The Hermits

Warmth activates the sugars,
and sugars rally
in the gorse, in the flowers
it sees with, the scent
that is its voice,
the nontoxic fragrant wood
good for cutlery, and for burning,
though it flares out quickly,
unlike smoldering peat. Are they converting

sugars of their loneliness
to conviction? Burning
their sugars on the wicks
of their frailty,
one can nearly read by them,

as Fillan in his own cave read
by the light of  his broken arm,
one of the horrible miracles
of the times — 
St. Fillan, the Human Flashlight,
patron of the mentally ill —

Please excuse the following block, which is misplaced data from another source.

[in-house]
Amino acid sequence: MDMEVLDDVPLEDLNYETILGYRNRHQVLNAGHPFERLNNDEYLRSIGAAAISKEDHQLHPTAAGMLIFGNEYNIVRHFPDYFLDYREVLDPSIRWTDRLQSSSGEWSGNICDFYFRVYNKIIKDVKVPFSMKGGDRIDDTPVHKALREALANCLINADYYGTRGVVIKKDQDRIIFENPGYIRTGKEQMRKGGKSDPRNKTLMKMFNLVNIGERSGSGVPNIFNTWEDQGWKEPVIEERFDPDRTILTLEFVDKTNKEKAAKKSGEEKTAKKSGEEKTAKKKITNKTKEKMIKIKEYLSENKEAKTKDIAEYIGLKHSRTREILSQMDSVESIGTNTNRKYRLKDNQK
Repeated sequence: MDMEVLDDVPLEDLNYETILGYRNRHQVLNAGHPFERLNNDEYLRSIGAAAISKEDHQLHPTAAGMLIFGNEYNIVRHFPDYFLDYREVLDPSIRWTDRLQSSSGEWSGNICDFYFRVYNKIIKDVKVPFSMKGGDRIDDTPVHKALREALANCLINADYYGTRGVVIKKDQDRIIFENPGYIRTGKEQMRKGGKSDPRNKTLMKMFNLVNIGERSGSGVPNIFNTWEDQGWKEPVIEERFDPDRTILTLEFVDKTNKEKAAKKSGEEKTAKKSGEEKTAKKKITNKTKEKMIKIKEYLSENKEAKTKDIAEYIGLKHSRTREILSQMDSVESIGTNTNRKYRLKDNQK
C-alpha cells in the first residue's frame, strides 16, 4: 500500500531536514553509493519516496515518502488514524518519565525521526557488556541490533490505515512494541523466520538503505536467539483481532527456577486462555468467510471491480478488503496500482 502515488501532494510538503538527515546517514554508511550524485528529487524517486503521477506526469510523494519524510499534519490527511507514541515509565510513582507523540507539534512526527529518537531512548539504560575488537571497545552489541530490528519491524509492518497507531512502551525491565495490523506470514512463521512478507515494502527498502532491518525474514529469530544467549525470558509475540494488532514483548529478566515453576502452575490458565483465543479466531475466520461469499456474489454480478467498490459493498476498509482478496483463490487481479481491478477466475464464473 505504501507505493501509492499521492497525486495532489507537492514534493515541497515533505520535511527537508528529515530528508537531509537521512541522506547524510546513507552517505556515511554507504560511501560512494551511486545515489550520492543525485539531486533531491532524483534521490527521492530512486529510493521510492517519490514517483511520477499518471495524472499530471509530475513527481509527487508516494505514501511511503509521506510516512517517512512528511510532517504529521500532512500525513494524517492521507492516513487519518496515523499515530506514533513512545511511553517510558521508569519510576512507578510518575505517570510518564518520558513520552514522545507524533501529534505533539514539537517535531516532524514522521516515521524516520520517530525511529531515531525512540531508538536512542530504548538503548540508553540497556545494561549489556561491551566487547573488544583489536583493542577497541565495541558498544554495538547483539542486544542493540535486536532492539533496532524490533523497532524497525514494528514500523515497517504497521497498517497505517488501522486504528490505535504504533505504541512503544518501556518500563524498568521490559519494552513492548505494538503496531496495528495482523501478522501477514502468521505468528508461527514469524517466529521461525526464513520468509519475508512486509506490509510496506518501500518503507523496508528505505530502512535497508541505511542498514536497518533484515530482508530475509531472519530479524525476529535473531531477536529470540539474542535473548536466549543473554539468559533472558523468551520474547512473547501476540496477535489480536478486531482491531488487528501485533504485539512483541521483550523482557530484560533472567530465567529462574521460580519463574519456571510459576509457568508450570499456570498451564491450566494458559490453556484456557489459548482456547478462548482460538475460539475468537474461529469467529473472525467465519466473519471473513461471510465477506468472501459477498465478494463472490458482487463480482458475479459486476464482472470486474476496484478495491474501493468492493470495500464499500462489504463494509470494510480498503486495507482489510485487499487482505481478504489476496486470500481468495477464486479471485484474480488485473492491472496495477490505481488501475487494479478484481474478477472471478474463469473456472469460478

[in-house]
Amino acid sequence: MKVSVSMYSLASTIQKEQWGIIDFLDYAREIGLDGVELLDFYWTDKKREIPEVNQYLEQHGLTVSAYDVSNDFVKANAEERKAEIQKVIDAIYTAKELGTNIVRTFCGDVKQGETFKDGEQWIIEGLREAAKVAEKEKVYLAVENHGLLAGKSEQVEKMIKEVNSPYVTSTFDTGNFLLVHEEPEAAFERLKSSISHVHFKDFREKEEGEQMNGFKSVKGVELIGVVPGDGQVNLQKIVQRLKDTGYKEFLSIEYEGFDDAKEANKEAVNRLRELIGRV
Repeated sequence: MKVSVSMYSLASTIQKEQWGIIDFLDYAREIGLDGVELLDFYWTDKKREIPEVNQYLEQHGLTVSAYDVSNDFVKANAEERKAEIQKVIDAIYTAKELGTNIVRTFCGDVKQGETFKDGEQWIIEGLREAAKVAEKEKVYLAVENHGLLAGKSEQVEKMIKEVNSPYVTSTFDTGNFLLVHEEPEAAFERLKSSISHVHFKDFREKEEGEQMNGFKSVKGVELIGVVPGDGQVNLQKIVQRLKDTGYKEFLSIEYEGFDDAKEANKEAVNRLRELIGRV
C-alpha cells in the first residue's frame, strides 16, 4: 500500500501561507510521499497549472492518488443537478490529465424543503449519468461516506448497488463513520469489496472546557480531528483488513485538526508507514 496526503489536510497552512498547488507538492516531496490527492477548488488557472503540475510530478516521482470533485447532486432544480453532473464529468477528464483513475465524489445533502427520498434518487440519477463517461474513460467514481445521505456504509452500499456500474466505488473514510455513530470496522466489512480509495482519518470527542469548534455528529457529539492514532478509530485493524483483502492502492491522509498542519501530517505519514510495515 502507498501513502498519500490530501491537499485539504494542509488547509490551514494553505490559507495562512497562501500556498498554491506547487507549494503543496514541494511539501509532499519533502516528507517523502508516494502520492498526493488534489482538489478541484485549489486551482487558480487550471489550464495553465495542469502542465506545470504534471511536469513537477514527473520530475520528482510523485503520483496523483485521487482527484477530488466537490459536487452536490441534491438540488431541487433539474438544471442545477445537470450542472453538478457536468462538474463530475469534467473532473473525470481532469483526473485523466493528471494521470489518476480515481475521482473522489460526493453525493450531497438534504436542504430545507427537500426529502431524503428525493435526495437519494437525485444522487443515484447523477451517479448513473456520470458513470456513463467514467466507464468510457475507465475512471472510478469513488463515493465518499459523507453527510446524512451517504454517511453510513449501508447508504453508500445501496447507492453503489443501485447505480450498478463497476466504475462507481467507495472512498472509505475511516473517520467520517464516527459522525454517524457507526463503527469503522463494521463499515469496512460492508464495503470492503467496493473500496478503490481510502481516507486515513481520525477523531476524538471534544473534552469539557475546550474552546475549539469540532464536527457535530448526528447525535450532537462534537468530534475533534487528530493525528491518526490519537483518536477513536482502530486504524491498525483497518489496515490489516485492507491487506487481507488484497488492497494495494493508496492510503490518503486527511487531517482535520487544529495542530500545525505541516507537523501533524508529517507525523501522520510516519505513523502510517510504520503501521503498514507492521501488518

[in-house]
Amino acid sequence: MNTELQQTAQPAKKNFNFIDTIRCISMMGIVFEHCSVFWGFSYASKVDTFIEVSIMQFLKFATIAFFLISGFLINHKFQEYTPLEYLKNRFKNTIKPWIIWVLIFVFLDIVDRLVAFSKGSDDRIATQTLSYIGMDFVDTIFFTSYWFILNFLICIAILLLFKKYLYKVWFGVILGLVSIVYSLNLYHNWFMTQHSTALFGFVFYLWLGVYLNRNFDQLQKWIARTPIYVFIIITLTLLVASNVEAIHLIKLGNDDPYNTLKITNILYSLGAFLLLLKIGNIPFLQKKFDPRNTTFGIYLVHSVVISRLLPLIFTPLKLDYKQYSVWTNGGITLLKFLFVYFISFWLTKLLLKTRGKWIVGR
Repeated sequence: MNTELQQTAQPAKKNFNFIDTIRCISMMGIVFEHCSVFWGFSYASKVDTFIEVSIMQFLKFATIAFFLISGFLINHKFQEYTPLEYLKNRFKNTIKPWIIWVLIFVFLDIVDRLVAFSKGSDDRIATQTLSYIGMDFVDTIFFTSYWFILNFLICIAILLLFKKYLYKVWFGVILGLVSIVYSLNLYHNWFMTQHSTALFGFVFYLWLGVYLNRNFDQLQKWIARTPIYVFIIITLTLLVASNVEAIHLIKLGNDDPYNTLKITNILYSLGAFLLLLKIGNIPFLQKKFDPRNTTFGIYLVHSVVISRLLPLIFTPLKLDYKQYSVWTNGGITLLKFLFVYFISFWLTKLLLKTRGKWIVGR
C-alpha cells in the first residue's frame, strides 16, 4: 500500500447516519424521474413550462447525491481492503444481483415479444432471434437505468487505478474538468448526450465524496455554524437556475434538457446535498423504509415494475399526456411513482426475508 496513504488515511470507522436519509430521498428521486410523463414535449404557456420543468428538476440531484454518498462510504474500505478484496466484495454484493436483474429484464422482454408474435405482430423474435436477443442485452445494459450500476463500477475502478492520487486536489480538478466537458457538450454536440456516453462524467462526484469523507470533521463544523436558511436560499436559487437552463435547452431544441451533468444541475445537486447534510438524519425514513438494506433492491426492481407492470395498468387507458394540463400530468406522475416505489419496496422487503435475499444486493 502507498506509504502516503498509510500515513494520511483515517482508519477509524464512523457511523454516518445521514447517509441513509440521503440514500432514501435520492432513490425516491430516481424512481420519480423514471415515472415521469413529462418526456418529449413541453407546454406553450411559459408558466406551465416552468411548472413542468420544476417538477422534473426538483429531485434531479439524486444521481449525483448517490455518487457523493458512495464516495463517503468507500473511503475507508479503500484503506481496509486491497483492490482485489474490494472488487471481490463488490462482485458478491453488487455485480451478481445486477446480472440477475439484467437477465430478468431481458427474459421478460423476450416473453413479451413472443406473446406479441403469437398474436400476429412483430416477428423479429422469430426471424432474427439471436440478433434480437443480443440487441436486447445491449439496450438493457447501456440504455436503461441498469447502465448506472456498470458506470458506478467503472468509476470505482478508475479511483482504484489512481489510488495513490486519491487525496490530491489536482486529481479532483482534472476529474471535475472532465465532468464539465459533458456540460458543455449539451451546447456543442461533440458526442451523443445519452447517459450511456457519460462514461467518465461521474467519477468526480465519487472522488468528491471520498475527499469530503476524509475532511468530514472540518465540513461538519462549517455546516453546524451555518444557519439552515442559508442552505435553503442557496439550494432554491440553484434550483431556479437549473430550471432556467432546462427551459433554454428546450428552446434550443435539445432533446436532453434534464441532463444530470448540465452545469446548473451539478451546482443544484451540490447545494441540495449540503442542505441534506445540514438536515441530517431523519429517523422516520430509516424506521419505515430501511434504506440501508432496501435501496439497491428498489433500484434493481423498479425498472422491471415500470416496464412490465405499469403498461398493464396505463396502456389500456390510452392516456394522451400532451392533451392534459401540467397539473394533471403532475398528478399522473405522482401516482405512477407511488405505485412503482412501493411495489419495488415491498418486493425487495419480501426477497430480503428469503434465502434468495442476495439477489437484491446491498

an unenviable between-worlds
position.
Whereas marsh orchids,
fully in this one,
change their clothes
out in the open, hard candy
in their mouths,
the sugars plump, round, smooth,
unlike seawater’s jagged molecules,
which when drunk like anger
will tear through you.
Like bitterness, desiccate you.

To survive, suffering burns
the strength of the afflicted. If,
left in Fillan’s cave,
bonds of the stricken
were loosened by morning,
his spirit had intervened to convert

the molecules of their madness,
and still later did smugglers stash there
some of those little things
that make life worth living.

The highly edible
sweet gorse flowers
produce a coconut-flavored wine
if one enjoys the luxury of time,
and a tea prescribed in cases
of uncertainty,
for those who appear
to have lost all hope.

More Poems by Karen Solie